I know that there are really important issues out there facing the world such as wars in Afghanistan and Iraq, the economic collapse of Greece, volatility in the stock market and the oil slick the size of Puerto Rico in the Gulf of Mexico that BP can’t seem to stop, but frankly I don’t feel qualified to solve any of them. I have, however, solved two not-very-important issues. I realize that by even bringing this up I risk being thought if as someone who really needs to get a life but sometimes small improvements in our routine can make all of those big, serious problems just an eensy bit easier to face.
Are you ready for my big achievement? I have developed a better, more frugal, greener way to wash really dirty hands. It involves changing the triangular relationship between the dirt on your hands, the soap and the towel.
We’ll start with the soap: Soap seems so simple enough but it becomes really annoying over time. Some of it cracks and develops these yucky black streaks, others develop yellow stains in certain places, some develop these erosion-looking streaks on the end and that’s even before it gets down to that too-small-to-use-easily-yet-too-big-to-want-to-throw-away phase. Some crack in half prematurely and others just become too cumbersome to use. Big bars of soap are awkward for kids’ and my small hands, but little bars don’t last very long and can be equally awkward to use. In the lifespan of a bar of soap, I figure that there’s about two good weeks when it fits well in your hand and is still usable. I know that I could use liquid soap but I don’t want one plastic dispenser in my life and liquid soap is wash-for-wash much more expensive than bar soap, although I will fork out the money for our gigantic container of Dr. Bronner’s that we decant into a smaller squeeze bottle in the shower. This idea is for grimy hand-washing, which doesn’t work as well with slippery liquid soap.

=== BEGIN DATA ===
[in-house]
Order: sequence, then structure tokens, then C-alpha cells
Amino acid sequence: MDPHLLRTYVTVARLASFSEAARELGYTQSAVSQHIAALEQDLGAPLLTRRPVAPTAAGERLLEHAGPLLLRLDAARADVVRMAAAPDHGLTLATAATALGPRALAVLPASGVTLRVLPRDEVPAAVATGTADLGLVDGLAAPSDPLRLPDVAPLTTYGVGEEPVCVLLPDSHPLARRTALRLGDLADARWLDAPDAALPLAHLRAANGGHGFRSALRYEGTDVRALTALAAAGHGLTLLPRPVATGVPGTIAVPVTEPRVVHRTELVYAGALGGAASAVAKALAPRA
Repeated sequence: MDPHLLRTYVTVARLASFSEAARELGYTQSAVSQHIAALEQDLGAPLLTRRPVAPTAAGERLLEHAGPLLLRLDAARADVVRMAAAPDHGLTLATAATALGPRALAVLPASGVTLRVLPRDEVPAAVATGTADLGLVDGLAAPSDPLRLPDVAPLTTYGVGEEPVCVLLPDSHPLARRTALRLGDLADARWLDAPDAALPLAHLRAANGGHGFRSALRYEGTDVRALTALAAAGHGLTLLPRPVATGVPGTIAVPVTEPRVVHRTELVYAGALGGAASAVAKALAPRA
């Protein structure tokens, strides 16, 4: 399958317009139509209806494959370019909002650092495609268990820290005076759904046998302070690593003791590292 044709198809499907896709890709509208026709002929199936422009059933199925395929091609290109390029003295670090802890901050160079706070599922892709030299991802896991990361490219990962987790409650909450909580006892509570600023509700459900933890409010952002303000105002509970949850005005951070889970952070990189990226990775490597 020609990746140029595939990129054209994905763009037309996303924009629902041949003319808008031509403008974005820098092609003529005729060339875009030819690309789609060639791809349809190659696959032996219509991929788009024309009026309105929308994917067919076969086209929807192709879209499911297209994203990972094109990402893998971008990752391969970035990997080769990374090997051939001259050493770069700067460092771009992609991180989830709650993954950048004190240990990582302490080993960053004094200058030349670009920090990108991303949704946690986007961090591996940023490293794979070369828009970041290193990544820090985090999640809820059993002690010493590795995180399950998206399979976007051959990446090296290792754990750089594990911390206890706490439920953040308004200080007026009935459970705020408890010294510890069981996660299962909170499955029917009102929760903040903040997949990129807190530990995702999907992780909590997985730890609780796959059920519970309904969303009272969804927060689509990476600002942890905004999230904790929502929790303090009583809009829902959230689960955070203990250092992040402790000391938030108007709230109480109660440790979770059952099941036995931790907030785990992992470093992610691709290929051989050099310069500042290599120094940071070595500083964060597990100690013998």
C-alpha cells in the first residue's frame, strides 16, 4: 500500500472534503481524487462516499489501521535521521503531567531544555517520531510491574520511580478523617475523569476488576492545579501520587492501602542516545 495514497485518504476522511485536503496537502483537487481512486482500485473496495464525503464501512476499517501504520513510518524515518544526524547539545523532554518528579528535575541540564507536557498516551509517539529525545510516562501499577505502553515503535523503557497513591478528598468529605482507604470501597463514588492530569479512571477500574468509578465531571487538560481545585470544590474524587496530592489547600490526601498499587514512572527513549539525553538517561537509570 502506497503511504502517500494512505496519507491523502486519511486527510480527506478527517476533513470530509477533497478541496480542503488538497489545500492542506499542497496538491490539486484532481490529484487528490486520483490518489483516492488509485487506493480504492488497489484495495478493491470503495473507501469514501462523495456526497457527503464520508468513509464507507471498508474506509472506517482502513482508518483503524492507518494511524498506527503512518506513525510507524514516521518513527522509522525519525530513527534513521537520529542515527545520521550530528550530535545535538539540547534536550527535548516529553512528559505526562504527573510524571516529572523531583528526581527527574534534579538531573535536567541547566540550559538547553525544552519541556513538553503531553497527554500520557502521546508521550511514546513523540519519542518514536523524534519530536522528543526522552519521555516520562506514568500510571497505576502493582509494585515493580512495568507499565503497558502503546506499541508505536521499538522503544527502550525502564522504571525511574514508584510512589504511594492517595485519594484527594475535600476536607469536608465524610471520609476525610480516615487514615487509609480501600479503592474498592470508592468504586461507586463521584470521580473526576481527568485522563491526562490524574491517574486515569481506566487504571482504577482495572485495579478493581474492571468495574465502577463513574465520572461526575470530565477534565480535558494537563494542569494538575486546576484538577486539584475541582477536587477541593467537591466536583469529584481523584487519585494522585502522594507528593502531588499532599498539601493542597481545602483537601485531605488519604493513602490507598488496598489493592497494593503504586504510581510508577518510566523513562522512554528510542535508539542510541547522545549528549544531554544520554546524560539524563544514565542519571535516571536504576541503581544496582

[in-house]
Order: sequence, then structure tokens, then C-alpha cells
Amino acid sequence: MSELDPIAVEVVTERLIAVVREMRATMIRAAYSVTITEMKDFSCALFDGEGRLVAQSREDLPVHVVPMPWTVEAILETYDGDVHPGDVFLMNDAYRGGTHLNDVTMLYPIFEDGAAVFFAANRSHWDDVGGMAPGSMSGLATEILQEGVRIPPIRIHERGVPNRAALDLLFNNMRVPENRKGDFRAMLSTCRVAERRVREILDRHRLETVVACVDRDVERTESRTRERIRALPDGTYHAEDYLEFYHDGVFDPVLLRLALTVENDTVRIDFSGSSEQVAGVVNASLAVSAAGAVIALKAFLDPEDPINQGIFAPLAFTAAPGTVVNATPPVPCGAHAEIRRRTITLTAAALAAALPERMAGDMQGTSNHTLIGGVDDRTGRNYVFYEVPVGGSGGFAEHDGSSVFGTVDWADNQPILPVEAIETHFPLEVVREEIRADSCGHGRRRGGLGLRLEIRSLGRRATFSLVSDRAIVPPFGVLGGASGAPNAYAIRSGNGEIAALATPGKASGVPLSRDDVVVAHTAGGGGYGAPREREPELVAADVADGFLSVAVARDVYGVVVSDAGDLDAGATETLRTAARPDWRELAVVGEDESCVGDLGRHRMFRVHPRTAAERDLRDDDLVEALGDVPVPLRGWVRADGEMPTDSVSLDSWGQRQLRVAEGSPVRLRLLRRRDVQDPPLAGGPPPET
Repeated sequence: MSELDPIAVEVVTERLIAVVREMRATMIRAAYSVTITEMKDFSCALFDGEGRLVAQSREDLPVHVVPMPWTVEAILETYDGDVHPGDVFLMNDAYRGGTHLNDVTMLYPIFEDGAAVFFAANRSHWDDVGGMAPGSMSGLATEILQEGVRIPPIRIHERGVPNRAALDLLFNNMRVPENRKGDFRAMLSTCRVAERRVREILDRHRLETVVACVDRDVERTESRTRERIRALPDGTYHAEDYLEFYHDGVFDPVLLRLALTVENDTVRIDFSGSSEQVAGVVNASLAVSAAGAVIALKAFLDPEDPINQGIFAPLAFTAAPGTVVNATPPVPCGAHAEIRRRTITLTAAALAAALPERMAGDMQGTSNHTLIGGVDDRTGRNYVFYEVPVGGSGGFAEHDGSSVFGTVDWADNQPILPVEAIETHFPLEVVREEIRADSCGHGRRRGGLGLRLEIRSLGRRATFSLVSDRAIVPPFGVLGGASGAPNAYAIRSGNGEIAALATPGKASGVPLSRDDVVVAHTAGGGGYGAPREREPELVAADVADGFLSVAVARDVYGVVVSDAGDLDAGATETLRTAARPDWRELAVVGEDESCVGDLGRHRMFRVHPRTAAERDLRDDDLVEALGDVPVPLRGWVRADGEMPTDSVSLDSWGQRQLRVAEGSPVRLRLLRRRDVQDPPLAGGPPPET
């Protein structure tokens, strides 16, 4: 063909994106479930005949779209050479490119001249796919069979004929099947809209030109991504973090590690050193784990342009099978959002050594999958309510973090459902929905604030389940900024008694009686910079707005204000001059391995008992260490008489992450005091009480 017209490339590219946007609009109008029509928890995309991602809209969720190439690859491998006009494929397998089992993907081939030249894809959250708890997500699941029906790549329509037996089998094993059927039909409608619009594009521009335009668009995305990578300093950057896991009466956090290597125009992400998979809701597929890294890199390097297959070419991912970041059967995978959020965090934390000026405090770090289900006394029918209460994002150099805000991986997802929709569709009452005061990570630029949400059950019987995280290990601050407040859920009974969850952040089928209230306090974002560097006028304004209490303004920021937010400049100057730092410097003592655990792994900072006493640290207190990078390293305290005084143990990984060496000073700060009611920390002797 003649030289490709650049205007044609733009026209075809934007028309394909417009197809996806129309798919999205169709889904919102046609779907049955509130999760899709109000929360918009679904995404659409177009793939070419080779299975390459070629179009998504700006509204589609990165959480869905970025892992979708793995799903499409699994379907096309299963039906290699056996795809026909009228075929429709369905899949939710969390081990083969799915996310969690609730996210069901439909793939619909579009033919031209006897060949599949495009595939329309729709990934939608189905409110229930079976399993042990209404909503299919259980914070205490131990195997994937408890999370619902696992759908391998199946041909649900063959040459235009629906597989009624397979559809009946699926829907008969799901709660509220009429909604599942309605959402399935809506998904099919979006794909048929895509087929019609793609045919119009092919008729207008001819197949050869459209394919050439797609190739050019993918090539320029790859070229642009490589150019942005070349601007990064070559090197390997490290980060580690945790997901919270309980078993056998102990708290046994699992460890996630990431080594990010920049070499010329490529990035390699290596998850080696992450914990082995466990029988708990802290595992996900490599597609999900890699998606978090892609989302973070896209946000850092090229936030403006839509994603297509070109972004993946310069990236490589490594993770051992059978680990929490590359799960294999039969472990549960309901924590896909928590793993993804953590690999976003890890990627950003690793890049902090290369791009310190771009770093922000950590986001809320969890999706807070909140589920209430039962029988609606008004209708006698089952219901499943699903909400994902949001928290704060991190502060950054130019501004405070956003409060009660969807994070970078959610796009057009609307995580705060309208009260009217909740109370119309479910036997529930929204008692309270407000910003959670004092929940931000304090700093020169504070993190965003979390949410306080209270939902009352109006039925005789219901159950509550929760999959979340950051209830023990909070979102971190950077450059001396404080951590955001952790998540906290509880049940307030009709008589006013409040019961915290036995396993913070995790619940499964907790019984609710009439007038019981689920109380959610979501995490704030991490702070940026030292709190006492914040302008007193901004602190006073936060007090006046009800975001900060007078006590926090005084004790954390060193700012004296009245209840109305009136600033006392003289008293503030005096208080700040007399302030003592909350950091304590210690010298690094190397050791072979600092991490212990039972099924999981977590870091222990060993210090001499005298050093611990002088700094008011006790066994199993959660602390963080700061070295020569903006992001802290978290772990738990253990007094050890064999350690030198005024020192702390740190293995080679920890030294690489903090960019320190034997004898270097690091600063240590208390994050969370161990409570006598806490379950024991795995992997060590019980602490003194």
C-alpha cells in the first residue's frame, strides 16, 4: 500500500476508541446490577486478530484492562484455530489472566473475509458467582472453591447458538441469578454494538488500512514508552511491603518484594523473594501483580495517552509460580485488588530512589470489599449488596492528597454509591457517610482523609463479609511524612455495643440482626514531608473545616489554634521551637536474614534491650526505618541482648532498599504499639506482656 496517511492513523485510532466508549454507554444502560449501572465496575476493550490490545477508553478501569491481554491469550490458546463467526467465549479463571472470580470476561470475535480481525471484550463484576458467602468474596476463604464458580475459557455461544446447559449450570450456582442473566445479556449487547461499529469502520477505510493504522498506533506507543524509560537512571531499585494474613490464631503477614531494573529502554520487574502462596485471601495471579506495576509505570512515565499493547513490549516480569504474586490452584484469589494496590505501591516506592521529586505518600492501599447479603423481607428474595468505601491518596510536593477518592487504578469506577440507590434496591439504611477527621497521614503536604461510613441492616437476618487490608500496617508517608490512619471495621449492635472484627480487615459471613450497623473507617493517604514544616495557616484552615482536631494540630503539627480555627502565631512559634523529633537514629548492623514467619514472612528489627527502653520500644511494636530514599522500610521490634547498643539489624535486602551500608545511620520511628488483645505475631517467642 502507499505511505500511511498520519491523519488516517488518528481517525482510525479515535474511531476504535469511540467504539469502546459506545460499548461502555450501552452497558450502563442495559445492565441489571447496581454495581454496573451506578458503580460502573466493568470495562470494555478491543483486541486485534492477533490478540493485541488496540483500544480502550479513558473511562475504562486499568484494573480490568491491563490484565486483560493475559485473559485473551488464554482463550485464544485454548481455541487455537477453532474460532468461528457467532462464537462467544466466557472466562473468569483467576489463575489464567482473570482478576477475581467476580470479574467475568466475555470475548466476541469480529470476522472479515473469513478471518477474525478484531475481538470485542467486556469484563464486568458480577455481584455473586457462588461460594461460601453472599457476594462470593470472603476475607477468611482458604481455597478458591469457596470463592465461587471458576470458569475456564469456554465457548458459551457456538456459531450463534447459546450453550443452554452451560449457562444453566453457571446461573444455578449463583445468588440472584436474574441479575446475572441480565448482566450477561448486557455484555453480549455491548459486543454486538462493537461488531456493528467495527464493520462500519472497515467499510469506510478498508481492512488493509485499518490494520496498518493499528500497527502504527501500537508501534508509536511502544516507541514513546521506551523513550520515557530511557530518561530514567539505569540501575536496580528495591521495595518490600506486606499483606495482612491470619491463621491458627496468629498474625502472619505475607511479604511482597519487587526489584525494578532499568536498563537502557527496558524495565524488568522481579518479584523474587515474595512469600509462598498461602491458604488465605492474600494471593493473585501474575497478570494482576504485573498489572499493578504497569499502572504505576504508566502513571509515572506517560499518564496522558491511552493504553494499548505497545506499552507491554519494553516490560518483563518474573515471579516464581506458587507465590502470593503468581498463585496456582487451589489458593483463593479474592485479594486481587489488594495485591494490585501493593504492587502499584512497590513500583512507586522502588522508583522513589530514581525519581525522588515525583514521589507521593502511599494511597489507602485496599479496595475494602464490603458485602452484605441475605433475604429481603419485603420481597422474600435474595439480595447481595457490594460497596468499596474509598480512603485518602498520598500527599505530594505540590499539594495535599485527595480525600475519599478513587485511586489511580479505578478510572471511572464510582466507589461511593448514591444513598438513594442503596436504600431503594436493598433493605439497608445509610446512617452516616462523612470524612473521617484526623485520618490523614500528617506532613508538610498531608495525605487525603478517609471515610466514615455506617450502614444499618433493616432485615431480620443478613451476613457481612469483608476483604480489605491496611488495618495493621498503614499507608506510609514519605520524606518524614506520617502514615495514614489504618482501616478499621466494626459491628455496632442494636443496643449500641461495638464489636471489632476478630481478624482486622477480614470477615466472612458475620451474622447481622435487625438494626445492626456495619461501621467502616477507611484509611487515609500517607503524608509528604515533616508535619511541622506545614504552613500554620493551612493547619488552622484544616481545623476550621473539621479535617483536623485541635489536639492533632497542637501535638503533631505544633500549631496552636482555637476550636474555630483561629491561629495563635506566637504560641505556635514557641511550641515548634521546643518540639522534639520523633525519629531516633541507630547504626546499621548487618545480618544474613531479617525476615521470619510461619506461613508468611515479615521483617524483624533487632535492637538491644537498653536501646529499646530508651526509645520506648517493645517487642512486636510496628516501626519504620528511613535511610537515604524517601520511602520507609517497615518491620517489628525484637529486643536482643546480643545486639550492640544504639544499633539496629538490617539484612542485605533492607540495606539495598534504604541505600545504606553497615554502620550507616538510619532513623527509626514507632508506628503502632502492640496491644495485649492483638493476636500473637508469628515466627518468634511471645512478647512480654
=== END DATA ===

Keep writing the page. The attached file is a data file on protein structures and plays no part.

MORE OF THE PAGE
Then there’s the towel: I have this vivid memory of feeling betrayed by the fancy hand towel in our family’s powder room growing up. Heeding the advice to wash my hands with soap and water after playing outside, I couldn’t understand why even when I did that I ended up getting in trouble for getting the towel dirty. So when I found myself reminding my own child about not trashing the hand towels I confessed to her that I understood how hard it is to get all of the dirt off before you wipe you hands on the towel.
Here’s my theory: we’re doing the whole hand-washing thing all wrong. We’ve got dirt on our hands, right? We need gentle abrasion to get the dirt off right? We use smooth soap, which doesn’t do the job so then when we use a slightly textured terry-cloth towel to wipe our hands dry, the remaining dirt comes off on the towel.
So here’s my solution: I’ve taken an old, thin terry-cloth washcloth (an old dishcloth would also work I bet) and sewn a little hand-sized pouch. I wouldn’t try this with a thick washcloth: poor abrasion to soap ratio. In it I’ve put all the pitiful shards of soap from around the house. Finally I used a simple zigzag stitch to sew it closed. I’ve put this contraption in the soap dish that’s most frequently used for washing grimy hands (after gardening, soccer games, etc). When we’ve used up all of the soap in the pouch, I’ll cut off the end, add more soap and sew it up again. I considered a small zipper, Velcro or button but I don’t think I’d want that rubbing against my wet hands. I don’t think this solution would work if we didn’t have soap dishes that drain but we do so I don’t think that we’ll end up with any mildewing problems. I even made an identical pouch for the deodorant soap we use in the summer in the shower for what I will euphemistically refer to as “sandal feet.”
Now all I have to do is wait for the Nobel Peace Prize Committee to call.